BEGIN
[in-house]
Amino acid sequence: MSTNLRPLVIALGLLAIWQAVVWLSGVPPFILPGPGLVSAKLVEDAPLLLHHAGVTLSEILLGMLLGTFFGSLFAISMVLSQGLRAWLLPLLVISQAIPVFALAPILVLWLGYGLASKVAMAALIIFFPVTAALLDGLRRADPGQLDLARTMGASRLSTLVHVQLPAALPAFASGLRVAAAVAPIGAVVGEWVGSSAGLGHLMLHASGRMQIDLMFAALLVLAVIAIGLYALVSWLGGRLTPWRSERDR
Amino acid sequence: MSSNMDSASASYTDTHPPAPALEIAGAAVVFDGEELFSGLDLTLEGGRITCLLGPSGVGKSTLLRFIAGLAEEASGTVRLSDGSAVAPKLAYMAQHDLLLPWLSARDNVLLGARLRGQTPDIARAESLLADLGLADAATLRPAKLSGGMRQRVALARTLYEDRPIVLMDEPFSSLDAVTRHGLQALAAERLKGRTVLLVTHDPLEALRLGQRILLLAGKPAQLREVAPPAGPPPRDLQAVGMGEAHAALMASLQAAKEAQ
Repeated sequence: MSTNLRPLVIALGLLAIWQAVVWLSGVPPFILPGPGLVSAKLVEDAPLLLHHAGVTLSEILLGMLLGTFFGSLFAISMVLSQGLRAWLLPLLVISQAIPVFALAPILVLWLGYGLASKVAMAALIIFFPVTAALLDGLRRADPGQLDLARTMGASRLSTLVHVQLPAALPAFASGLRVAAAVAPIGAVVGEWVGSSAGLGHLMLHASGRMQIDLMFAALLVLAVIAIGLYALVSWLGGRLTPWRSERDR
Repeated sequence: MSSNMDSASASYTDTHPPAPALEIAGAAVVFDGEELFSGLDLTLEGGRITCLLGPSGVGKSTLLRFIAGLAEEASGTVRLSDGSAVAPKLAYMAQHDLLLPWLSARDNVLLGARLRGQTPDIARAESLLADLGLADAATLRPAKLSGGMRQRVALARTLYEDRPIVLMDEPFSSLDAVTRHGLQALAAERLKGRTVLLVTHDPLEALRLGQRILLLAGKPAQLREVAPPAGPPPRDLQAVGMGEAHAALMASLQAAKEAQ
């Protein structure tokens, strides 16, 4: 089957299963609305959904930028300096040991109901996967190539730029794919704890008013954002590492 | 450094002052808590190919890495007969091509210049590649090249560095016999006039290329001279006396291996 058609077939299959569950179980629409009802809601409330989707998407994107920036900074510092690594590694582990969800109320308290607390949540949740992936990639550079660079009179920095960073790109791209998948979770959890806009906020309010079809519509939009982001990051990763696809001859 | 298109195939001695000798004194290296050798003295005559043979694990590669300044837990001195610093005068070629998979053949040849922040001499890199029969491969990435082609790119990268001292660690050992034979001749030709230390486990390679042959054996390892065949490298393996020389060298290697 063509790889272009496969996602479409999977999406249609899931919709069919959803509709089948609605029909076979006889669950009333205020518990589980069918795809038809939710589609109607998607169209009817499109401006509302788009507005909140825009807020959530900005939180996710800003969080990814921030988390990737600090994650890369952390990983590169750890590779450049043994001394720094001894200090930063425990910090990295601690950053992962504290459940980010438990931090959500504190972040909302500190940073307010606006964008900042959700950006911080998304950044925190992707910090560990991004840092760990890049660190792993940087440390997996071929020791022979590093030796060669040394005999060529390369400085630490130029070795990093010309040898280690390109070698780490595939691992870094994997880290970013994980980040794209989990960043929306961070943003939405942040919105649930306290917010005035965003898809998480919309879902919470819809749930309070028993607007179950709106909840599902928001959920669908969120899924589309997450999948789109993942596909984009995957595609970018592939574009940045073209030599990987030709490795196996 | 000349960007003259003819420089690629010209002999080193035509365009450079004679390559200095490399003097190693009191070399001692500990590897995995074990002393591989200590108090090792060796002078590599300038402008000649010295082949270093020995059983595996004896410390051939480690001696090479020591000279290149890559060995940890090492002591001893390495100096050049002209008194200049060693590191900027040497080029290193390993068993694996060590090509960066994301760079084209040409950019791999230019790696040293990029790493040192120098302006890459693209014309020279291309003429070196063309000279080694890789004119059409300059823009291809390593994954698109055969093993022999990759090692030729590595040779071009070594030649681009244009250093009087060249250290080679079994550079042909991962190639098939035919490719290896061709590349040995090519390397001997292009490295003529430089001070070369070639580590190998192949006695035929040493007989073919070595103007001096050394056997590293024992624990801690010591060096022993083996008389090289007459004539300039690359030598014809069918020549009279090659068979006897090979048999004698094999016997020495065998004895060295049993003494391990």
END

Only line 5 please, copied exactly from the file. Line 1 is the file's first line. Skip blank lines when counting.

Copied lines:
Repeated sequence: MSSNMDSASASYTDTHPPAPALEIAGAAVVFDGEELFSGLDLTLEGGRITCLLGPSGVGKSTLLRFIAGLAEEASGTVRLSDGSAVAPKLAYMAQHDLLLPWLSARDNVLLGARLRGQTPDIARAESLLADLGLADAATLRPAKLSGGMRQRVALARTLYEDRPIVLMDEPFSSLDAVTRHGLQALAAERLKGRTVLLVTHDPLEALRLGQRILLLAGKPAQLREVAPPAGPPPRDLQAVGMGEAHAALMASLQAAKEAQ